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Women’s Blogs

We went to see The Post and then stopped at a diner to get fries afterward.  While we were driving to the diner, I checked my email on my phone and saw that VOTY (Voices of the Year, in case you haven’t been to the BlogHer conference) winners had been announced.  I’m not going to BlogHer this year, but I usually have a few friends on the VOTY list.  I wanted to send them congratulations in the morning.

But the list description was confusing.  Gwyneth Paltrow and Chelsea Clinton?  Were they having multiple presenters this year?  (For those who haven’t been to BlogHer, a few years ago, they started having a celebrity presenter at VOTY vs having one of us* present.) I clicked on the list and became even more confused.  The honourees were… celebrities for lack of a better word.

They were organizers of the Women’s March like Linda Sarsour.  Or the founder of #metoo, Tarana Burke.  They were Gwyneth and Chelsea and Jodi Kantor from the New York Times.

They weren’t us*.

I keep using that word — *us — and maybe it’s because it gets to the heart of VOTY.  Voices of the Year was the community keynote.  It was a time in the conference when we didn’t have a celebrity or expert tell us how to live or think or feel.  I mean, those main keynotes were great, but this was OUR keynote, the regular blogger’s keynote, and 20 or so women would get up and read a piece that had been chosen by the judges for inclusion.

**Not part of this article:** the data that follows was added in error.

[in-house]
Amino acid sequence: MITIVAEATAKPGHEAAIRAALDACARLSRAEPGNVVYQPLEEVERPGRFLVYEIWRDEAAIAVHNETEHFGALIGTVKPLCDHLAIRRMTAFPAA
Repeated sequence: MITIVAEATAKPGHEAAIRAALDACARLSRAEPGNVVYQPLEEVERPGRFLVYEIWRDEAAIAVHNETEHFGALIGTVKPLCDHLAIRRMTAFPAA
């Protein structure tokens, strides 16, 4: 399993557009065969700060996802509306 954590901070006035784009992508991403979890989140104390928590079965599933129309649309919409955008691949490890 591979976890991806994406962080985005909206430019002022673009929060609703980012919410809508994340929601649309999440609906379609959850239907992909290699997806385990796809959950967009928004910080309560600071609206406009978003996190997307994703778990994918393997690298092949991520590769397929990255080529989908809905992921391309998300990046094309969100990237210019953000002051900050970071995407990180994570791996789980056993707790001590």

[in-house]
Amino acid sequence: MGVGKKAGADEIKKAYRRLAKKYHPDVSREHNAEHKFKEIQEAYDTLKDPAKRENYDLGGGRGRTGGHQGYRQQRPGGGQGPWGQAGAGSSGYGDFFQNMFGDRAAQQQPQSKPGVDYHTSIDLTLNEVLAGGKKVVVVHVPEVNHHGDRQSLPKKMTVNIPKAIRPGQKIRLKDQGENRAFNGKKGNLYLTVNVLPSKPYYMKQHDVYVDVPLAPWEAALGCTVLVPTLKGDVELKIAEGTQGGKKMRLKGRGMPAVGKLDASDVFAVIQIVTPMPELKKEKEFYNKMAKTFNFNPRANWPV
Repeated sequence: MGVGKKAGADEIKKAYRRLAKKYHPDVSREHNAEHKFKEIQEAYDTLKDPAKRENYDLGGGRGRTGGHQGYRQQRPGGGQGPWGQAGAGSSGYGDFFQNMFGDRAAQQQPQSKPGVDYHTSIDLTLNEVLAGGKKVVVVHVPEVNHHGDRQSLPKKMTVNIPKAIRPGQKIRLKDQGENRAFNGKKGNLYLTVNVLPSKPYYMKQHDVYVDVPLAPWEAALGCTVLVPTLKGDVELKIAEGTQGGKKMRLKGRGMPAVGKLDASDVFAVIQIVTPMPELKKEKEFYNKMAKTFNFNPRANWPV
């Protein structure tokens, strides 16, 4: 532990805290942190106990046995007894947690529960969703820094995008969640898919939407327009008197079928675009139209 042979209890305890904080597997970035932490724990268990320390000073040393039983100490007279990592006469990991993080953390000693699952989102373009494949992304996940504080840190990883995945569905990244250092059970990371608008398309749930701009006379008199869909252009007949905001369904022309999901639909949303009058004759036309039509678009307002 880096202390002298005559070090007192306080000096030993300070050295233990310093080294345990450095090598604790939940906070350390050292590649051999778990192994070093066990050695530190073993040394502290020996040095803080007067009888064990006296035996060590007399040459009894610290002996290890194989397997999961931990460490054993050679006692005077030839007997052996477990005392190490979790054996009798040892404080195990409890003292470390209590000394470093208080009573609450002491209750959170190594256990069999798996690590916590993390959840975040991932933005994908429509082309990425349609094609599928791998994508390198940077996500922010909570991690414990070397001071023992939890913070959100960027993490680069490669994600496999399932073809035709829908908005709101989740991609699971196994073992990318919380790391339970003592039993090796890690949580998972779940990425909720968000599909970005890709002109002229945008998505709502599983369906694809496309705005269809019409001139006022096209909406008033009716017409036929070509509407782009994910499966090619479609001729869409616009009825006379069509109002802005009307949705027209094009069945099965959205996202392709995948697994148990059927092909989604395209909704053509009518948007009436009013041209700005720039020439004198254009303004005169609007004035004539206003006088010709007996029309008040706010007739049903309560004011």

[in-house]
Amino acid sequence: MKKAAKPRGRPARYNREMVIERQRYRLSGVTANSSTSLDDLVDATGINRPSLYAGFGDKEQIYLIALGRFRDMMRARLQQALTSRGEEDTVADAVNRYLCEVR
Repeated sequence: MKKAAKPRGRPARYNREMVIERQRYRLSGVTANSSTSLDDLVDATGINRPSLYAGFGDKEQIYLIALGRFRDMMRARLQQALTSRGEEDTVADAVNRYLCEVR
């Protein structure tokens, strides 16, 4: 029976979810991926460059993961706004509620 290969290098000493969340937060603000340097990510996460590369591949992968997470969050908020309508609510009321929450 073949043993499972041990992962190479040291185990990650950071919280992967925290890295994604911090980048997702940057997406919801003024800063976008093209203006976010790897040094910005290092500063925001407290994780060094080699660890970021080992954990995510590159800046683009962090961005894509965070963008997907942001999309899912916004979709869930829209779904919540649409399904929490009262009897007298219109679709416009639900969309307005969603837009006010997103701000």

It was democratic, and I’ve been on both ends of the process.  I had a piece chosen for the second VOTY.  What you can’t see from the video is that I wore the merry widow-like contraption on the stage, and I hiked up the skirt on the other side of the podium when I got to that point in the story.  I was TERRIFIED, but I knew that every single woman in that room would get it.  So I did it.  I was sharing a funny story, but it was also a very emotional story for me because… it was about not feeling like a woman.  Not being able to do this thing that women do.  And trying to take back one tiny piece of control in that situation.  Hearing the reaction from the audience as I read my story made me feel like I was being cushioned by thousands of other women’s hands.  Held up.

And I was a judge for two other VOTYs.  It was an honour that you sometimes got when you were chosen for VOTY — you turned around and got to invite other people into the community keynote.  I read hundreds of posts and marked my favourites, and then got to attend and listen to them aloud.

The community keynote was always the highlight of BlogHer, a true reflection of my daily work at the BlogHer site.  For nine years, I read every post that came into my section and chose the ones to push to the front page.  Most of the time I didn’t know the woman.  They were chosen because they wrote something great and we wanted more people to read it.  But I got to know them because once they were chosen once, they kept coming back and writing other great things.  I met so many people through BlogHer.